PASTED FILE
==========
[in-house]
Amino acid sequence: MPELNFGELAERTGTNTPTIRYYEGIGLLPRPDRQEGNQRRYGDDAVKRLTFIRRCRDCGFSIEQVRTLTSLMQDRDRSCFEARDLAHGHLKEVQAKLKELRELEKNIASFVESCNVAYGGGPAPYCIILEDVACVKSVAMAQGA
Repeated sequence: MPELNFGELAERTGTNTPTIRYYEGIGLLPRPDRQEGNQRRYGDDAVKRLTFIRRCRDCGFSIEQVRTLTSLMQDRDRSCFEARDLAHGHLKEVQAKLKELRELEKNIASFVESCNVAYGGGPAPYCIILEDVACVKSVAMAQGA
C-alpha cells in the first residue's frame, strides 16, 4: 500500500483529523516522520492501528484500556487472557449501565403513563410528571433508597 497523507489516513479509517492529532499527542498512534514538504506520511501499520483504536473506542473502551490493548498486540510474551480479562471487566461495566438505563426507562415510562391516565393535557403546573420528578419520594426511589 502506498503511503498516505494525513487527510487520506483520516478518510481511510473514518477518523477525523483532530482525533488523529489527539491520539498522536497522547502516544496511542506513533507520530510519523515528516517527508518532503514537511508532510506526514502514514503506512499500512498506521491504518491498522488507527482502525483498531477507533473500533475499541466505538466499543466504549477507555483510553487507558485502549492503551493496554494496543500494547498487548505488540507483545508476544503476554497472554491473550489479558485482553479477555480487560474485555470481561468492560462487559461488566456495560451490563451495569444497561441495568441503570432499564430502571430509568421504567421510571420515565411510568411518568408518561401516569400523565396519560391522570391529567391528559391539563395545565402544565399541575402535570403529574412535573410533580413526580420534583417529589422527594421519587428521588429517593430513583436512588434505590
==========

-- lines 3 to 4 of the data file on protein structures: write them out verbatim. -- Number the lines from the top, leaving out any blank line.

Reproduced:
Repeated sequence: MPELNFGELAERTGTNTPTIRYYEGIGLLPRPDRQEGNQRRYGDDAVKRLTFIRRCRDCGFSIEQVRTLTSLMQDRDRSCFEARDLAHGHLKEVQAKLKELRELEKNIASFVESCNVAYGGGPAPYCIILEDVACVKSVAMAQGA
C-alpha cells in the first residue's frame, strides 16, 4: 500500500483529523516522520492501528484500556487472557449501565403513563410528571433508597 497523507489516513479509517492529532499527542498512534514538504506520511501499520483504536473506542473502551490493548498486540510474551480479562471487566461495566438505563426507562415510562391516565393535557403546573420528578419520594426511589 502506498503511503498516505494525513487527510487520506483520516478518510481511510473514518477518523477525523483532530482525533488523529489527539491520539498522536497522547502516544496511542506513533507520530510519523515528516517527508518532503514537511508532510506526514502514514503506512499500512498506521491504518491498522488507527482502525483498531477507533473500533475499541466505538466499543466504549477507555483510553487507558485502549492503551493496554494496543500494547498487548505488540507483545508476544503476554497472554491473550489479558485482553479477555480487560474485555470481561468492560462487559461488566456495560451490563451495569444497561441495568441503570432499564430502571430509568421504567421510571420515565411510568411518568408518561401516569400523565396519560391522570391529567391528559391539563395545565402544565399541575402535570403529574412535573410533580413526580420534583417529589422527594421519587428521588429517593430513583436512588434505590